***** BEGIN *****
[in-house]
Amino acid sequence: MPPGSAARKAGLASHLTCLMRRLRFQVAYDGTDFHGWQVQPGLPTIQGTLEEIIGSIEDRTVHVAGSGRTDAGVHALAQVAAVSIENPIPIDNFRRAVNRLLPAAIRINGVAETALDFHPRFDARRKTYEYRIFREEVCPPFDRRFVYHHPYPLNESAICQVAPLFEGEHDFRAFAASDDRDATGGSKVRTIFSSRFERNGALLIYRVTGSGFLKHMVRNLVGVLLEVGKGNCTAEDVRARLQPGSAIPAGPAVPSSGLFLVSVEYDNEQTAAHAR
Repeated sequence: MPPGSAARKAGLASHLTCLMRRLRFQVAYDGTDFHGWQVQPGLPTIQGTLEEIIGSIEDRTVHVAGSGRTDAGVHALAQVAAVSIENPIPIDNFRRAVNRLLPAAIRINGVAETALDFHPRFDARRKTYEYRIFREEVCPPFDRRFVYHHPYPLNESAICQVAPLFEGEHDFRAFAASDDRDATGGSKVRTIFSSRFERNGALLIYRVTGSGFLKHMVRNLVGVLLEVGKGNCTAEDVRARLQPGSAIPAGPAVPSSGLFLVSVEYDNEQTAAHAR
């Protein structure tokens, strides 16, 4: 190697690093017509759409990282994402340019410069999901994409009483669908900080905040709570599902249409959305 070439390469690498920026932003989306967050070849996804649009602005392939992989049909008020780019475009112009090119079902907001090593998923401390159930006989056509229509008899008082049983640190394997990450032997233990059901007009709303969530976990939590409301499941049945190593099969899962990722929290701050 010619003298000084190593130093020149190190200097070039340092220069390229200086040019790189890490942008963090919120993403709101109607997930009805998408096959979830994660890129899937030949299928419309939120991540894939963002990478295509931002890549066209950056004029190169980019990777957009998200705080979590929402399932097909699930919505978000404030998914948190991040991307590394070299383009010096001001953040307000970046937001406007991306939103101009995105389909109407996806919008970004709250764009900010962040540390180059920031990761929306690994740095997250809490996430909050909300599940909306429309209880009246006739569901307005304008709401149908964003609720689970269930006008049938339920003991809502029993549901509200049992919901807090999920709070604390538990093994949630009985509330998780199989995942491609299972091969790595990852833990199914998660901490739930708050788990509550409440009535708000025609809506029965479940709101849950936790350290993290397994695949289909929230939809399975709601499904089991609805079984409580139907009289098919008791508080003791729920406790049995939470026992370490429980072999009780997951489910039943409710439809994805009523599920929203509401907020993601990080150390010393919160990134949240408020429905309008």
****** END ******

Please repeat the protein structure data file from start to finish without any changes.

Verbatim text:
[in-house]
Amino acid sequence: MPPGSAARKAGLASHLTCLMRRLRFQVAYDGTDFHGWQVQPGLPTIQGTLEEIIGSIEDRTVHVAGSGRTDAGVHALAQVAAVSIENPIPIDNFRRAVNRLLPAAIRINGVAETALDFHPRFDARRKTYEYRIFREEVCPPFDRRFVYHHPYPLNESAICQVAPLFEGEHDFRAFAASDDRDATGGSKVRTIFSSRFERNGALLIYRVTGSGFLKHMVRNLVGVLLEVGKGNCTAEDVRARLQPGSAIPAGPAVPSSGLFLVSVEYDNEQTAAHAR
Repeated sequence: MPPGSAARKAGLASHLTCLMRRLRFQVAYDGTDFHGWQVQPGLPTIQGTLEEIIGSIEDRTVHVAGSGRTDAGVHALAQVAAVSIENPIPIDNFRRAVNRLLPAAIRINGVAETALDFHPRFDARRKTYEYRIFREEVCPPFDRRFVYHHPYPLNESAICQVAPLFEGEHDFRAFAASDDRDATGGSKVRTIFSSRFERNGALLIYRVTGSGFLKHMVRNLVGVLLEVGKGNCTAEDVRARLQPGSAIPAGPAVPSSGLFLVSVEYDNEQTAAHAR
């Protein structure tokens, strides 16, 4: 190697690093017509759409990282994402340019410069999901994409009483669908900080905040709570599902249409959305 070439390469690498920026932003989306967050070849996804649009602005392939992989049909008020780019475009112009090119079902907001090593998923401390159930006989056509229509008899008082049983640190394997990450032997233990059901007009709303969530976990939590409301499941049945190593099969899962990722929290701050 010619003298000084190593130093020149190190200097070039340092220069390229200086040019790189890490942008963090919120993403709101109607997930009805998408096959979830994660890129899937030949299928419309939120991540894939963002990478295509931002890549066209950056004029190169980019990777957009998200705080979590929402399932097909699930919505978000404030998914948190991040991307590394070299383009010096001001953040307000970046937001406007991306939103101009995105389909109407996806919008970004709250764009900010962040540390180059920031990761929306690994740095997250809490996430909050909300599940909306429309209880009246006739569901307005304008709401149908964003609720689970269930006008049938339920003991809502029993549901509200049992919901807090999920709070604390538990093994949630009985509330998780199989995942491609299972091969790595990852833990199914998660901490739930708050788990509550409440009535708000025609809506029965479940709101849950936790350290993290397994695949289909929230939809399975709601499904089991609805079984409580139907009289098919008791508080003791729920406790049995939470026992370490429980072999009780997951489910039943409710439809994805009523599920929203509401907020993601990080150390010393919160990134949240408020429905309008």